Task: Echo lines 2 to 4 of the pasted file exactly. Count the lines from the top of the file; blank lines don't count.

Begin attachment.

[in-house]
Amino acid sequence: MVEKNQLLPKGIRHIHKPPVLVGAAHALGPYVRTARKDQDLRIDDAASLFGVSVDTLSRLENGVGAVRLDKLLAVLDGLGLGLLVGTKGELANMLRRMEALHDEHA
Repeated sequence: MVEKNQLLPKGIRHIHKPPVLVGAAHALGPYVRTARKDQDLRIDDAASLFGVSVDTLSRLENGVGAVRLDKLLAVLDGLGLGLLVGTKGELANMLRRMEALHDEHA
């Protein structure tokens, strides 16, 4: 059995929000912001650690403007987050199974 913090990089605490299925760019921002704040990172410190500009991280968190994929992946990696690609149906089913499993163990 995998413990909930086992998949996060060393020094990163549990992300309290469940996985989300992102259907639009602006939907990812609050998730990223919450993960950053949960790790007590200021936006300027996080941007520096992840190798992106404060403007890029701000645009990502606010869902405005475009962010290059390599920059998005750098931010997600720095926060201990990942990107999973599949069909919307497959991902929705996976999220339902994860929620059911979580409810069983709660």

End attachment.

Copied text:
Amino acid sequence: MVEKNQLLPKGIRHIHKPPVLVGAAHALGPYVRTARKDQDLRIDDAASLFGVSVDTLSRLENGVGAVRLDKLLAVLDGLGLGLLVGTKGELANMLRRMEALHDEHA
Repeated sequence: MVEKNQLLPKGIRHIHKPPVLVGAAHALGPYVRTARKDQDLRIDDAASLFGVSVDTLSRLENGVGAVRLDKLLAVLDGLGLGLLVGTKGELANMLRRMEALHDEHA
């Protein structure tokens, strides 16, 4: 059995929000912001650690403007987050199974 913090990089605490299925760019921002704040990172410190500009991280968190994929992946990696690609149906089913499993163990 995998413990909930086992998949996060060393020094990163549990992300309290469940996985989300992102259907639009602006939907990812609050998730990223919450993960950053949960790790007590200021936006300027996080941007520096992840190798992106404060403007890029701000645009990502606010869902405005475009962010290059390599920059998005750098931010997600720095926060201990990942990107999973599949069909919307497959991902929705996976999220339902994860929620059911979580409810069983709660």